Could military veterans decide the Republican presidential contest? They largely tilted the GOP race to war hero John McCain in 2008, by delivering the critical swing votes in South Carolina and Florida, and by offsetting the enormous surge of evangelical voters toward former Arkansas governor Mike Huckabee in those two states.
And now it appears they are poised to do it again – this time for Texas governor Rick Perry, a former air force captain who’s the darling of veterans groups in Texas, and who just powered his way to the top of the GOP leader board following his dramatic entry into the race last Saturday.
Perry still has his work cut out for him, of course. As the new GOP front-runner – he’s leading Mitt Romeny and Michele Bachmann by 11 and 16 points respectively in the latest Rasmussen poll – he’s now the object of intense scrutiny, and it’s not clear how well he – or his mixed Texas governing record – will fare under the glare of a national spotlight when a single gaffe or misstep can prove costly.
But most veterans groups, at least, appear to like Perry, thanks to his ongoing support for causes such as college tuition credit for soldiers on active duty. Even Texas Democrats like San Antonio’s Leticia Van de Putte, who are critical of Perry’s conservative leadership have joined forces with Perry on veterans’ issues, a key area of bipartisan cooperation that Perry’s likely to start touting on the presidential trail.
Perry and his fellow Tea Party darling Michelle Bachmann are scheduled to
campaign head to head this week in South Carolina, where a quarter of the GOP electorate is comprised of soldiers or war veterans, one of the highest ratios in the country. Republican South Carolina Gov. Nikky Haley, who won election last November, has introduced legislation that wil make it easier for soldiers to vote in her state, another measure that is likely to help Perry.
In fact, Perry’s campaign has already gotten out in front on veterans issues with the support of two powerful PAC groups, Veterans for Rick Perry and the Jobs for Vets Fund. Both groups were started by former Perry legislative director Dan Shelley, who also worked in the same job for Perry’s state house predecessor, George W. Bush. They’re part of a widening constrellation of independent fundsing groups managed by close Perry aide Pat Toomey that are largely immune from public financing disclosure laws.
Any doubt that Perry is planning to promote his own war service as part of his presidential candidacy were erased this week when he suggested that the Pentagon and its generals preferred to have “one of their own” as commander-in-chief, a clear jab aimed at President Obama. Perry noted that Obama could have served in the US military but “chose not to,” all but calling into question the President’s patriotism, of course, but without really saying so openly (a Perry trademark with political opponents).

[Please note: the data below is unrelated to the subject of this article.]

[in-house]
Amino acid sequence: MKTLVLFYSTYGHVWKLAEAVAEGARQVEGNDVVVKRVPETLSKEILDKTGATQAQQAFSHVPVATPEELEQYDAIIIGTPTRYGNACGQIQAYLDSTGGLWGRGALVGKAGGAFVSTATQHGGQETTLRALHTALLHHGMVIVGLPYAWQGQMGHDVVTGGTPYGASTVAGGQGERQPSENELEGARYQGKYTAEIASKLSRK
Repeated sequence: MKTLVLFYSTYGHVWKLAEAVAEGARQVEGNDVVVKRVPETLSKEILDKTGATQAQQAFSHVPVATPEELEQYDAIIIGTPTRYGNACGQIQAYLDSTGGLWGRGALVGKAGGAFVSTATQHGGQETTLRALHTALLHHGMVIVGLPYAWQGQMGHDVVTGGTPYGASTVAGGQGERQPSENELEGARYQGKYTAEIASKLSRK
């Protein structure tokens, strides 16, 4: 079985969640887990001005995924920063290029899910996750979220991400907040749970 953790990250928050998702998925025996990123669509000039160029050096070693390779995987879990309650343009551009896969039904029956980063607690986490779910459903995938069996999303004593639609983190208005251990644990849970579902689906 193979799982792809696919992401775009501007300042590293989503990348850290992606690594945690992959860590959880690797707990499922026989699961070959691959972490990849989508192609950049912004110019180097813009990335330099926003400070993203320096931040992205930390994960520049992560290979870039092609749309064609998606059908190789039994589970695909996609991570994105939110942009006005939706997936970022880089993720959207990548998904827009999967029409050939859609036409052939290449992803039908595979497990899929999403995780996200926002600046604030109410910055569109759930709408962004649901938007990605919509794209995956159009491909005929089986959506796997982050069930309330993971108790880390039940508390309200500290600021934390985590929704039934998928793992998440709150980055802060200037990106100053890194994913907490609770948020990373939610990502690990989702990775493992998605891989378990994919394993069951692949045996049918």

Bachmann, like Huckabee in 2008, is likely to have an early edge over Perry with South Carolina’s Christian evangelicals, who constitute 60 per cent of the state’s GOP electorate, somewhat lower than Iowa’s where Bachmann just eked out a victory in the Ames Straw poll, confirming her status as a major GOP contender.
Bachmann has tried to tout her own military credentials, by citing her seat on the House Intelligence Committee, which gives her access to classified information, and an active role in shaping US foreign and defense policy. But the closest she can come to claiming veteran status is her father’s wartime service.
With Bachmann emerging as the winner in Iowa, and likely to consolidate her positon there, and Romney still the clear leader in New Hampshire, South Carolina – with its disproportionately high percentage of military voters – could well prove decisive to the outcome of the GOP race. In fact, since 1980, no GOP candidate has won the Republican party nomination without first winning the “Palmetto” state, whose demographics far more closely resemble the nation’s than do Iowa’s or New Hampshire’s.
But some observers have cautioned that Perry might not want to overdo his military service, which largely consisted of flying cargo planes in the US, Europe and the Middle East from 1972-1977. Unlike fellow Texan and GOP rival Ron Paul, for example, Perry never flew combat missions or participated in active fighting.
In an interview in April with with a Texas-based reporter, Perry even pooh-poohed his service, saying “there was no telling what you were going to haul around on any given day, from high value cargo like human beings to the colonel’s kitty litter.”
That’s not exactly the most sympathetic portrait of the men and women in uniform whose votes Perry’s seeking. And to some, it’s just another sign of how much Perry and his die-hard supporters tend to spin the former Democrat’s biography to create an outsized Reaganesque image and “persona.”
Not all Texas veterans remember Perry so fondly, in fact. In 2003, he forced the state’s Hispanic veterans association to shut down after the group came out against his proposed redistricting plan. Other veterans groups also lost their funding thanks to Perry’s deficit cutting drive.
But in an age where persona so often trumps politics – and some top Republicans are already rushing to crown Perry “Caesar” – don’t be surprised if the growing hype over Perry overshadows his hypocrisy.
Stewart J. Lawrence can be reached at email@example.com